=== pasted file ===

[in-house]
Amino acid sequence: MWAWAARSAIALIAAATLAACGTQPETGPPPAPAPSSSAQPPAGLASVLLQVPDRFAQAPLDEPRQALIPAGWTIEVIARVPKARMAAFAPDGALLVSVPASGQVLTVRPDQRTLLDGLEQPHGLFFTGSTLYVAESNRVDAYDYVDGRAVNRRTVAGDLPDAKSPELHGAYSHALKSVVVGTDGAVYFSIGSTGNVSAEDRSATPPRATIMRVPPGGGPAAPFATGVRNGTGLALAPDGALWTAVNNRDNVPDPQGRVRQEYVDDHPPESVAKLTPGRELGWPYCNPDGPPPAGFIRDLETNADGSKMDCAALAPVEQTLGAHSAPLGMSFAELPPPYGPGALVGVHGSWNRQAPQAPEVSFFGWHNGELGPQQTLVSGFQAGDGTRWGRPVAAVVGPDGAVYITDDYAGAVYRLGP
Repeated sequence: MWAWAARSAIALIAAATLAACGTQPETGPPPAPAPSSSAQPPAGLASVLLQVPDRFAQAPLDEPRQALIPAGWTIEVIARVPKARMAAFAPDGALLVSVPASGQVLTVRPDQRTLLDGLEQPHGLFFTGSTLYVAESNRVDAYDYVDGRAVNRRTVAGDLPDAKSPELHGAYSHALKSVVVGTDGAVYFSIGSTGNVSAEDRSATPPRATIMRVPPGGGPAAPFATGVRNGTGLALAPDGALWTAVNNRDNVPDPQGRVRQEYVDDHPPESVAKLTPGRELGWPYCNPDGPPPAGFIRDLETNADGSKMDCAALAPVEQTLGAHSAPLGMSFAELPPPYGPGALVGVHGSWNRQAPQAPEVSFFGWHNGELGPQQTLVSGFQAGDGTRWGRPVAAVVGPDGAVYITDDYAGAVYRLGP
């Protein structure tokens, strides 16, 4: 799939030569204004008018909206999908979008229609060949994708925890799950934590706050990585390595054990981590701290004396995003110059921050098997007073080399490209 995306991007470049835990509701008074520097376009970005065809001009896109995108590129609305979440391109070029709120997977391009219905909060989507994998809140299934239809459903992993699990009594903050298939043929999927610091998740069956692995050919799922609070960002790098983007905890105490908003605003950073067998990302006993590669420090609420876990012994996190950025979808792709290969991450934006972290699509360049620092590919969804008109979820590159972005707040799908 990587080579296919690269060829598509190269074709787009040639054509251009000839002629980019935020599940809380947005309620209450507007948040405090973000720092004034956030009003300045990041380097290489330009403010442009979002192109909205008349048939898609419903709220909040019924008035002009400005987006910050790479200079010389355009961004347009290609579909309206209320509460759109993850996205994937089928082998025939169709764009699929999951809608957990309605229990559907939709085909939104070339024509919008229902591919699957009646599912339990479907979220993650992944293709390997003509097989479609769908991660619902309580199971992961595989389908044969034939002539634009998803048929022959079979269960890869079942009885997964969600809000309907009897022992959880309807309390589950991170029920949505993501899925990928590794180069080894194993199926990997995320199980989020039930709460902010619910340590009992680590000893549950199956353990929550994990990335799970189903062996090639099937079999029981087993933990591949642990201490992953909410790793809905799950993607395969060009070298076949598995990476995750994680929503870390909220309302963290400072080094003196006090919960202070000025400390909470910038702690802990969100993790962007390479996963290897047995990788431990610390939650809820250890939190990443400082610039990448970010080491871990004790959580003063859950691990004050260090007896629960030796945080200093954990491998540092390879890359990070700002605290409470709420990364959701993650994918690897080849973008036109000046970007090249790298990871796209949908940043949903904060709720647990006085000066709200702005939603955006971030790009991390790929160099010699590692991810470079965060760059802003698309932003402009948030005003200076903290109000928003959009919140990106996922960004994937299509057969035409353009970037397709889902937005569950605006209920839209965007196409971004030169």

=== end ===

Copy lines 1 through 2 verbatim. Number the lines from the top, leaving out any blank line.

[in-house]
Amino acid sequence: MWAWAARSAIALIAAATLAACGTQPETGPPPAPAPSSSAQPPAGLASVLLQVPDRFAQAPLDEPRQALIPAGWTIEVIARVPKARMAAFAPDGALLVSVPASGQVLTVRPDQRTLLDGLEQPHGLFFTGSTLYVAESNRVDAYDYVDGRAVNRRTVAGDLPDAKSPELHGAYSHALKSVVVGTDGAVYFSIGSTGNVSAEDRSATPPRATIMRVPPGGGPAAPFATGVRNGTGLALAPDGALWTAVNNRDNVPDPQGRVRQEYVDDHPPESVAKLTPGRELGWPYCNPDGPPPAGFIRDLETNADGSKMDCAALAPVEQTLGAHSAPLGMSFAELPPPYGPGALVGVHGSWNRQAPQAPEVSFFGWHNGELGPQQTLVSGFQAGDGTRWGRPVAAVVGPDGAVYITDDYAGAVYRLGP